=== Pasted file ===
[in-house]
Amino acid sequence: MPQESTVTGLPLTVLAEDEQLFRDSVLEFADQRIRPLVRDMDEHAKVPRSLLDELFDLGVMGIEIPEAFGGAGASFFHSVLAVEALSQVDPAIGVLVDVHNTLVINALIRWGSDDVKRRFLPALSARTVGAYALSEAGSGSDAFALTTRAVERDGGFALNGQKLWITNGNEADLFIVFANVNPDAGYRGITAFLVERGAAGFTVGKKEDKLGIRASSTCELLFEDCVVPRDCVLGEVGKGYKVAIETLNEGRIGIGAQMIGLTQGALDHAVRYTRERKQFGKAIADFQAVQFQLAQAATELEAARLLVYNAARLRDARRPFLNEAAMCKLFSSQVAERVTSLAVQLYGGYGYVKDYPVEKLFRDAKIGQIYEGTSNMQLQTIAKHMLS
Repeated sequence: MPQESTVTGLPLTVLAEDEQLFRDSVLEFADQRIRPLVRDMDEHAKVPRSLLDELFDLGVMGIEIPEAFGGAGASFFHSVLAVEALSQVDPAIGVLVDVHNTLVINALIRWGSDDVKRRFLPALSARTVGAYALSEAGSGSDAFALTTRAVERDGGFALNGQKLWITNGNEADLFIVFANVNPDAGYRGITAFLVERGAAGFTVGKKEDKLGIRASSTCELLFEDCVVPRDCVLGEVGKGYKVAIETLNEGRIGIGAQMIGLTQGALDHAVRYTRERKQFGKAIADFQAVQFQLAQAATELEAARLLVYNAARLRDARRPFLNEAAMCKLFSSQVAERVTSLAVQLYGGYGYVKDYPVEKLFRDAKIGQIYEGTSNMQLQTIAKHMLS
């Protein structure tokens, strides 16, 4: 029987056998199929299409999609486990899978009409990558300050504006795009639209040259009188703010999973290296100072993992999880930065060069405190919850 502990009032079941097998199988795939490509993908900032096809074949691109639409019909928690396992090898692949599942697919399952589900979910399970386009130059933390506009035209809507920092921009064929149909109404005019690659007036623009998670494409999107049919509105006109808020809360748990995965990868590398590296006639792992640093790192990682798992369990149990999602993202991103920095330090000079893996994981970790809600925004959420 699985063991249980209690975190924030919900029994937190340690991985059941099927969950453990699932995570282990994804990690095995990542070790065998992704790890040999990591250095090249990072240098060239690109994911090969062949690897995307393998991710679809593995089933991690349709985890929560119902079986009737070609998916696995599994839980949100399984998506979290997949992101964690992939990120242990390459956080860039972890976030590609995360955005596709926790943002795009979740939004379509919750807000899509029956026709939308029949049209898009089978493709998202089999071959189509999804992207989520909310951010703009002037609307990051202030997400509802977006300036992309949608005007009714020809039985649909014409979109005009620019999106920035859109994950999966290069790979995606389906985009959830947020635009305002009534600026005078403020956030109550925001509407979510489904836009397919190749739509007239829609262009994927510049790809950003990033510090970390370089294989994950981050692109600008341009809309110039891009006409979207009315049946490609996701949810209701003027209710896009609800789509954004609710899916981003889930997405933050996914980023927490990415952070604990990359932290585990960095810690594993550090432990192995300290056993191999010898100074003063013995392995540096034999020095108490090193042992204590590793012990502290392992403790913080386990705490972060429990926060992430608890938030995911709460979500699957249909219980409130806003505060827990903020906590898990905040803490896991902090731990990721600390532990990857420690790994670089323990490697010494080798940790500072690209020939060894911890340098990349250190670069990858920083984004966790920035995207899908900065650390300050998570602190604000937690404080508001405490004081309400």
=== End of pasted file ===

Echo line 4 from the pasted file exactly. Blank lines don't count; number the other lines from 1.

């Protein structure tokens, strides 16, 4: 029987056998199929299409999609486990899978009409990558300050504006795009639209040259009188703010999973290296100072993992999880930065060069405190919850 502990009032079941097998199988795939490509993908900032096809074949691109639409019909928690396992090898692949599942697919399952589900979910399970386009130059933390506009035209809507920092921009064929149909109404005019690659007036623009998670494409999107049919509105006109808020809360748990995965990868590398590296006639792992640093790192990682798992369990149990999602993202991103920095330090000079893996994981970790809600925004959420 699985063991249980209690975190924030919900029994937190340690991985059941099927969950453990699932995570282990994804990690095995990542070790065998992704790890040999990591250095090249990072240098060239690109994911090969062949690897995307393998991710679809593995089933991690349709985890929560119902079986009737070609998916696995599994839980949100399984998506979290997949992101964690992939990120242990390459956080860039972890976030590609995360955005596709926790943002795009979740939004379509919750807000899509029956026709939308029949049209898009089978493709998202089999071959189509999804992207989520909310951010703009002037609307990051202030997400509802977006300036992309949608005007009714020809039985649909014409979109005009620019999106920035859109994950999966290069790979995606389906985009959830947020635009305002009534600026005078403020956030109550925001509407979510489904836009397919190749739509007239829609262009994927510049790809950003990033510090970390370089294989994950981050692109600008341009809309110039891009006409979207009315049946490609996701949810209701003027209710896009609800789509954004609710899916981003889930997405933050996914980023927490990415952070604990990359932290585990960095810690594993550090432990192995300290056993191999010898100074003063013995392995540096034999020095108490090193042992204590590793012990502290392992403790913080386990705490972060429990926060992430608890938030995911709460979500699957249909219980409130806003505060827990903020906590898990905040803490896991902090731990990721600390532990990857420690790994670089323990490697010494080798940790500072690209020939060894911890340098990349250190670069990858920083984004966790920035995207899908900065650390300050998570602190604000937690404080508001405490004081309400």